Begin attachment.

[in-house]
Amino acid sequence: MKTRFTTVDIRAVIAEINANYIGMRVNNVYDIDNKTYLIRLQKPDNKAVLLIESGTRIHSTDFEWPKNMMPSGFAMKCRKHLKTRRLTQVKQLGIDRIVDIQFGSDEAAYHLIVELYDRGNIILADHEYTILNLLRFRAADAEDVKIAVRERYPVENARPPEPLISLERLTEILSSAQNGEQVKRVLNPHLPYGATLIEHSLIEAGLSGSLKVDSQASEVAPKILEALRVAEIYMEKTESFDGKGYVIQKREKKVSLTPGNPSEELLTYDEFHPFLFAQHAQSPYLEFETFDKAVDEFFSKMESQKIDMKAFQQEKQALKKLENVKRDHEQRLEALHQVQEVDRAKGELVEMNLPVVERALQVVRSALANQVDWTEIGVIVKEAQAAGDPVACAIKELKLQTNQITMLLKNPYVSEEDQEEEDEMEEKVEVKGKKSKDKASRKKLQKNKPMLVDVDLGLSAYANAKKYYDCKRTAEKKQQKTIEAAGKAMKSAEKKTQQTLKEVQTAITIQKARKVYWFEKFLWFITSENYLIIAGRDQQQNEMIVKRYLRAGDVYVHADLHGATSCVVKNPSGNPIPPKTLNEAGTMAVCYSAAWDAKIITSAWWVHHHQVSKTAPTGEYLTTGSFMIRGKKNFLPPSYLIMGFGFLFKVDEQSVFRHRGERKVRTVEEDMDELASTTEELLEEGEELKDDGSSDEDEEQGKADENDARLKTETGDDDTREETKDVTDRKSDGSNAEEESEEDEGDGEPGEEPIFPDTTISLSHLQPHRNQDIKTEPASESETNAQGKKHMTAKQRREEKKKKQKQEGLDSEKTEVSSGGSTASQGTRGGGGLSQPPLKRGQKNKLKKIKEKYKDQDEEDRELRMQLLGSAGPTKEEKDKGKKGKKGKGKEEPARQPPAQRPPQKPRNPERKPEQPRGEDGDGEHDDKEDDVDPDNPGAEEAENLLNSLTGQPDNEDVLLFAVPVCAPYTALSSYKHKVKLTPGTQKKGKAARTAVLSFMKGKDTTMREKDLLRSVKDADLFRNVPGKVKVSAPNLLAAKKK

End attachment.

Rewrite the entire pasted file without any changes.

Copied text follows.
[in-house]
Amino acid sequence: MKTRFTTVDIRAVIAEINANYIGMRVNNVYDIDNKTYLIRLQKPDNKAVLLIESGTRIHSTDFEWPKNMMPSGFAMKCRKHLKTRRLTQVKQLGIDRIVDIQFGSDEAAYHLIVELYDRGNIILADHEYTILNLLRFRAADAEDVKIAVRERYPVENARPPEPLISLERLTEILSSAQNGEQVKRVLNPHLPYGATLIEHSLIEAGLSGSLKVDSQASEVAPKILEALRVAEIYMEKTESFDGKGYVIQKREKKVSLTPGNPSEELLTYDEFHPFLFAQHAQSPYLEFETFDKAVDEFFSKMESQKIDMKAFQQEKQALKKLENVKRDHEQRLEALHQVQEVDRAKGELVEMNLPVVERALQVVRSALANQVDWTEIGVIVKEAQAAGDPVACAIKELKLQTNQITMLLKNPYVSEEDQEEEDEMEEKVEVKGKKSKDKASRKKLQKNKPMLVDVDLGLSAYANAKKYYDCKRTAEKKQQKTIEAAGKAMKSAEKKTQQTLKEVQTAITIQKARKVYWFEKFLWFITSENYLIIAGRDQQQNEMIVKRYLRAGDVYVHADLHGATSCVVKNPSGNPIPPKTLNEAGTMAVCYSAAWDAKIITSAWWVHHHQVSKTAPTGEYLTTGSFMIRGKKNFLPPSYLIMGFGFLFKVDEQSVFRHRGERKVRTVEEDMDELASTTEELLEEGEELKDDGSSDEDEEQGKADENDARLKTETGDDDTREETKDVTDRKSDGSNAEEESEEDEGDGEPGEEPIFPDTTISLSHLQPHRNQDIKTEPASESETNAQGKKHMTAKQRREEKKKKQKQEGLDSEKTEVSSGGSTASQGTRGGGGLSQPPLKRGQKNKLKKIKEKYKDQDEEDRELRMQLLGSAGPTKEEKDKGKKGKKGKGKEEPARQPPAQRPPQKPRNPERKPEQPRGEDGDGEHDDKEDDVDPDNPGAEEAENLLNSLTGQPDNEDVLLFAVPVCAPYTALSSYKHKVKLTPGTQKKGKAARTAVLSFMKGKDTTMREKDLLRSVKDADLFRNVPGKVKVSAPNLLAAKKK